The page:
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  • Author or Editor: Victoria Gould x
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Abstract  

A subsemigroup S of a semigroup Q is a straight left order in Q and Q is a semigroup of straight left quotients of S if every qQ can be written as

\documentclass{aastex} \usepackage{amsbsy} \usepackage{amsfonts} \usepackage{amssymb} \usepackage{bm} \usepackage{mathrsfs} \usepackage{pifont} \usepackage{stmaryrd} \usepackage{textcomp} \usepackage{upgreek} \usepackage{portland,xspace} \usepackage{amsmath,amsxtra} \pagestyle{empty} \DeclareMathSizes{10}{9}{7}{6} \begin{document} $$a^\#b$$ \end{document}
for some
\documentclass{aastex} \usepackage{amsbsy} \usepackage{amsfonts} \usepackage{amssymb} \usepackage{bm} \usepackage{mathrsfs} \usepackage{pifont} \usepackage{stmaryrd} \usepackage{textcomp} \usepackage{upgreek} \usepackage{portland,xspace} \usepackage{amsmath,amsxtra} \pagestyle{empty} \DeclareMathSizes{10}{9}{7}{6} \begin{document} $$a,b \in S$$ \end{document}
with a
\documentclass{aastex} \usepackage{amsbsy} \usepackage{amsfonts} \usepackage{amssymb} \usepackage{bm} \usepackage{mathrsfs} \usepackage{pifont} \usepackage{stmaryrd} \usepackage{textcomp} \usepackage{upgreek} \usepackage{portland,xspace} \usepackage{amsmath,amsxtra} \pagestyle{empty} \DeclareMathSizes{10}{9}{7}{6} \begin{document} $$\mathcal{R}$$ \end{document}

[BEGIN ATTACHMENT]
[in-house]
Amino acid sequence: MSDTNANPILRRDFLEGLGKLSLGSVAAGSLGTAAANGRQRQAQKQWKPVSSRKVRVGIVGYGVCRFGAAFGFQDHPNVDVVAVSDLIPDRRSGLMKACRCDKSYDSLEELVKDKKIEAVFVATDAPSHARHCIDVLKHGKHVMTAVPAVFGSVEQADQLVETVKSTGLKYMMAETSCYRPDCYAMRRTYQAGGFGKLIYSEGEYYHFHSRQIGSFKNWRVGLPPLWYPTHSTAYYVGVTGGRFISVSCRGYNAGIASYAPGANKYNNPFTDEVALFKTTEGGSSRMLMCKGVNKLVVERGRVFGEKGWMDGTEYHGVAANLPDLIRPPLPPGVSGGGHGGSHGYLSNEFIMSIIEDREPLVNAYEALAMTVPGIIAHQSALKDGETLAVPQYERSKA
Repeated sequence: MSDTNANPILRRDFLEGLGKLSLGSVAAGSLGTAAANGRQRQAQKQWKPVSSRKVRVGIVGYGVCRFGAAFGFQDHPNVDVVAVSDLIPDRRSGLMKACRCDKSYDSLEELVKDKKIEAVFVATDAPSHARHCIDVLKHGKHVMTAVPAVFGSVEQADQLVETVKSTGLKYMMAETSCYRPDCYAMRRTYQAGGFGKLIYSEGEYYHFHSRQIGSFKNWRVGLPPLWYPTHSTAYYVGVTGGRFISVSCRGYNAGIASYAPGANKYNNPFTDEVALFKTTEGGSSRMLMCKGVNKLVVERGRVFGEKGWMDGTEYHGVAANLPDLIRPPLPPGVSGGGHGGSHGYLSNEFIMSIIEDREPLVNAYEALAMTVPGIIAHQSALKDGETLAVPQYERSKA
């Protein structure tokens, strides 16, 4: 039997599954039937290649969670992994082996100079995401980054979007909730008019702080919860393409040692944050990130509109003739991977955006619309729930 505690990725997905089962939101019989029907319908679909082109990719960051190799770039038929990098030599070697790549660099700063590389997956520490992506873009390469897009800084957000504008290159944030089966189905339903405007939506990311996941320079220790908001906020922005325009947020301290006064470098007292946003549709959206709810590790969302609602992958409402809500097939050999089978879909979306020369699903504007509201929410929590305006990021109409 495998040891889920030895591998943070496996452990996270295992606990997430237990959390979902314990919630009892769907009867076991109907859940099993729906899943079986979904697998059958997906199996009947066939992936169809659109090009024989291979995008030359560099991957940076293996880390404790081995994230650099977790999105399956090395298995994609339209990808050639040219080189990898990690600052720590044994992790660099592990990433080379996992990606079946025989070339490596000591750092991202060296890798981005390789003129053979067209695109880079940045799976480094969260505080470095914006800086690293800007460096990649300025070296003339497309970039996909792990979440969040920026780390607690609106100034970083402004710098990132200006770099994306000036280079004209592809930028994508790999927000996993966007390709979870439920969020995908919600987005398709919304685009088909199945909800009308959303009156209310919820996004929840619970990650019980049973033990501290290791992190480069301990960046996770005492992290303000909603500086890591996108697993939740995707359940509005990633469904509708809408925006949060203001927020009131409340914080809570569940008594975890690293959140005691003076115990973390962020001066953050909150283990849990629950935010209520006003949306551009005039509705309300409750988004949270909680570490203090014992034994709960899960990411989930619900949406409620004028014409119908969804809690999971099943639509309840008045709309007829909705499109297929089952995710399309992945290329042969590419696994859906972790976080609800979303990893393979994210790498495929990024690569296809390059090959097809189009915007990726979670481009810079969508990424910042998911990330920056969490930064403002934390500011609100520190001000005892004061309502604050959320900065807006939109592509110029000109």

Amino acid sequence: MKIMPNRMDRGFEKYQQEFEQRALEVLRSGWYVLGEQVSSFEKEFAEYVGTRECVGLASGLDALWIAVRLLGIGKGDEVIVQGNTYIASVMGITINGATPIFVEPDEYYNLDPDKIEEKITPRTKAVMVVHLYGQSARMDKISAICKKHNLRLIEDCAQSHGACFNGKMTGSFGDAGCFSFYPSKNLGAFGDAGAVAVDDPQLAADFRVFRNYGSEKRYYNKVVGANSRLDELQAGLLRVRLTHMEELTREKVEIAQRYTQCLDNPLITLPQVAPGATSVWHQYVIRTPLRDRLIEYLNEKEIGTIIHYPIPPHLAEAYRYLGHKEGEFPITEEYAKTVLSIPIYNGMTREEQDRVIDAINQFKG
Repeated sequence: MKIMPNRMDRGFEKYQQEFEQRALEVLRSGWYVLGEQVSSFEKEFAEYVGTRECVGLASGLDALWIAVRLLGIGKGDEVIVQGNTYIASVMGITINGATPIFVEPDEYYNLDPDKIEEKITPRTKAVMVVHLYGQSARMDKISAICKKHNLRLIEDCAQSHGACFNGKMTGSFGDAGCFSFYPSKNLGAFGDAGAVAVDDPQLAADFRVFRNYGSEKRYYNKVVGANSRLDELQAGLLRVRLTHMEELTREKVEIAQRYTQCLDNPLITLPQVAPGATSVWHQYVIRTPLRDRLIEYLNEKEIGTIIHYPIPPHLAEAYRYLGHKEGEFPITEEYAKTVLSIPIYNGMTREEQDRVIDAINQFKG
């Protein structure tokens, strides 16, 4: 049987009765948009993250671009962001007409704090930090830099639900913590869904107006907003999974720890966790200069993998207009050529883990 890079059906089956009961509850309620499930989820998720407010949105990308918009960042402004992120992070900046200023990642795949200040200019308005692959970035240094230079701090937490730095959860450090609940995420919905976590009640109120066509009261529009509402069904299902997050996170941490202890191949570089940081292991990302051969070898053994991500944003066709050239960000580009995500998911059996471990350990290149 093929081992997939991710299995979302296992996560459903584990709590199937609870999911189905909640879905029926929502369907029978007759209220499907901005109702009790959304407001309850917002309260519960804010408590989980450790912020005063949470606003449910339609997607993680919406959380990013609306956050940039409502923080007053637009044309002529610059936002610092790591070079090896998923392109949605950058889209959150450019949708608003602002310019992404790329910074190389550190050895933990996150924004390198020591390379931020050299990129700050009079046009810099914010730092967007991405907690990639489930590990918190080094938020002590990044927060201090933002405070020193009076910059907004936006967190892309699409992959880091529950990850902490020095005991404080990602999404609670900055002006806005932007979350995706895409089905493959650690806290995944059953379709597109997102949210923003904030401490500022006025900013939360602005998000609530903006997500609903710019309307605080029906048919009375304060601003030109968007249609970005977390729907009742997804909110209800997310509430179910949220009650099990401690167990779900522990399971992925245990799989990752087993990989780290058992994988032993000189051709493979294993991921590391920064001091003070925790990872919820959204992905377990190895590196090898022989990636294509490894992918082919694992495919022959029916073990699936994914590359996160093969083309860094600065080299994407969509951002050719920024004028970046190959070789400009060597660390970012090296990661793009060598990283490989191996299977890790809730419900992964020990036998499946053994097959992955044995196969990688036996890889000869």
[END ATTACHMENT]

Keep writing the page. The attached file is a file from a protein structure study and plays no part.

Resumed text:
b in Q and if, in addition, every element of S that is square cancellable lies in a subgroup of Q. Here a denotes the group inverse of a in some (hence any) subgroup of Q. If S is a straight left order in Q, then Q is necessarily regular; the idea is that Q has a better understood structure than that of S. Necessary and sufficient conditions exist on a semigroup S for S to be a straight left order. The technique is to consider a pair
\documentclass{aastex} \usepackage{amsbsy} \usepackage{amsfonts} \usepackage{amssymb} \usepackage{bm} \usepackage{mathrsfs} \usepackage{pifont} \usepackage{stmaryrd} \usepackage{textcomp} \usepackage{upgreek} \usepackage{portland,xspace} \usepackage{amsmath,amsxtra} \pagestyle{empty} \DeclareMathSizes{10}{9}{7}{6} \begin{document} $$\mathcal{P}$$ \end{document}